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Economic Operator Responsibilities

Updated: Jun 15, 2023


This guide provides information on the following topics:

Economic operators’

· Manufacturers,

· Importers,

· Distributors,

· Authorised Representatives

· End-user’s

This guidance is intended to apply to goods which require marking. However,

you should also check the individual regulations applicable to your goods, as the

definitions and requirements for ‘economic operators’ (i.e. manufacturers, importers,

distributors, and authorised representatives) may differ.

You should note that this guidance represents the CE Marking Authority's interpretation of the legislative framework and does not have legal force.


The manufacturer is anyone (individual or company) who manufactures a good or has a good designed or manufactured and markets that good under its name or trademark. For instance, an importer who markets a good under their name and trademark is usually considered to be the ‘manufacturer’ and

assumes the responsibilities of a manufacturer.

As a manufacturer, when placing a good on the market, you are responsible for (among others):

1. Ensuring your good complies with the relevant rules.

2. Ensuring the relevant conformity assessment procedures have been carried out and affixing the relevant conformity marking.

3. Drawing up the technical documentation and a declaration of conformity/performance (depending on the legislation).

4. Indicating your details (name, registered trade name or registered trademark and postal address) on the good. Note, that some legislation permits these details to be provided on the packaging or accompanying documentation.

5. You should check the relevant legislation to understand your full responsibilities.


An importer is anybody (individual or company) established in the market who commercially supplies a good from outside the market for distribution, consumption or use on the market.

1. As an importer, when placing a good on the market, you are responsible for (among others):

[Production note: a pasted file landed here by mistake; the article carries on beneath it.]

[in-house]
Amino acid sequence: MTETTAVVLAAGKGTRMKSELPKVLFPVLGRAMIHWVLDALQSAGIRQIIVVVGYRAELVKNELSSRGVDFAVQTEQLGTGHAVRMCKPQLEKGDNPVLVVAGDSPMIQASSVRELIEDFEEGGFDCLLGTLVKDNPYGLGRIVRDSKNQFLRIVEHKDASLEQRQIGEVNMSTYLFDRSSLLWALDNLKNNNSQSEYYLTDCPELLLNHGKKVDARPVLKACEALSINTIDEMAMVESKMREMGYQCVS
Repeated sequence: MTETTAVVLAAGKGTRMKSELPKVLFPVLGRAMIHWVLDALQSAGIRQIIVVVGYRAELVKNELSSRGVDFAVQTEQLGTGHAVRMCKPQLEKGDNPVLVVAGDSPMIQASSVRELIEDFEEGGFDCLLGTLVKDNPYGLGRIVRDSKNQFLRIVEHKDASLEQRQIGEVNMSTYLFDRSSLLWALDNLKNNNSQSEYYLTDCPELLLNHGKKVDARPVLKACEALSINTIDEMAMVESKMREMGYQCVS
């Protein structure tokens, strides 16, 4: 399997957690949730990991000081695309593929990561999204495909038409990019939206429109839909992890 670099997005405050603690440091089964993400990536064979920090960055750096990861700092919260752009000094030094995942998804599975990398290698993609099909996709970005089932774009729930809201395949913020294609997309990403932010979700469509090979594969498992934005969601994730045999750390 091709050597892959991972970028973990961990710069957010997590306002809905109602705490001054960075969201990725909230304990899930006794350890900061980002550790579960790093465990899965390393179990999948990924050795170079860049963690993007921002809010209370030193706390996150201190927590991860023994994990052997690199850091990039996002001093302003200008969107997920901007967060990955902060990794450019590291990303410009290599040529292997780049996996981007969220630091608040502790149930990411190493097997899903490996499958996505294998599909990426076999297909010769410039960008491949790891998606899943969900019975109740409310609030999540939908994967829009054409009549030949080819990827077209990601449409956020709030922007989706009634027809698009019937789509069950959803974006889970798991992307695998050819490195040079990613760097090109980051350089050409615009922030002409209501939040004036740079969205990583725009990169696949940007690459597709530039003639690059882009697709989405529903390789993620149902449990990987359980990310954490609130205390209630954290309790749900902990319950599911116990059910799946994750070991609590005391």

2. Ensuring the manufacturer has carried out the correct conformity assessment procedures, subject to the requirements of the relevant legislation.

3. Ensuring the manufacturer has drawn up the correct technical documentation, affixed the relevant conformity marking, and has fulfilled their traceability obligations (i.e. contact details are included).

4. Indicating your details (name, registered trade name or registered trademark, and postal address – usually a number, street, and postcode) on the goods. The legislation sometimes permits placing these details on packaging, or placing them on accompanying documentation, as an alternative to affixing them to goods themselves.

5. Retaining a copy of the declaration of conformity/performance for 10 years after the good has been placed on the market.

6. You should check the relevant legislation to understand your full responsibilities.


A distributor is a person in the supply chain, other than the manufacturer or importer, who makes goods available on the market.

As a distributor you are responsible for:

Verifying goods bear the required conformity/performance marking and are accompanied by relevant documentation (e.g. a declaration of conformity/performance, safety information, installation instructions).

Taking due care to ensure that goods meet the requirements of the legislation. You should not make a good available on the market if you have reason to believe it is not in compliance with the legislation.

Verifying that the manufacturer and importer have indicated their name, address, and (if relevant) registered trademark on the good.

You should check the relevant legislation to understand your full responsibilities.

Authorised representatives

A manufacturer may appoint in writing a authorised representative to carry out certain tasks under the legislation. Under some legislation an authorised representative is mandatory, but in most cases it is voluntary.

Depending on the legislation, the authorised representative may draw up a declaration of conformity, affix the marking and keep technical documentation, and is required to cooperate with market surveillance authorities.

Under the legislation, an authorised representative's role is usually different from that of an importer. However, if an authorised representative is also acting as an importer or distributor, they will need to fulfil the obligations of those economic operators under the legislation as well.

You should check the legislation to understand your full responsibilities. Responsible persons

Some legislation, such as the Noise Emission and the Machinery, uses the term ‘responsible person’ and provides that they must not place equipment/machinery on the market or put it into service unless various requirements have been met, including that it bears the correct marking.

End users

Consumers and most professional end users are not subject to obligations under the legislation. However, some professional end-users who ‘put goods into service’ may be subject to compliance obligations if set out in the product legislation

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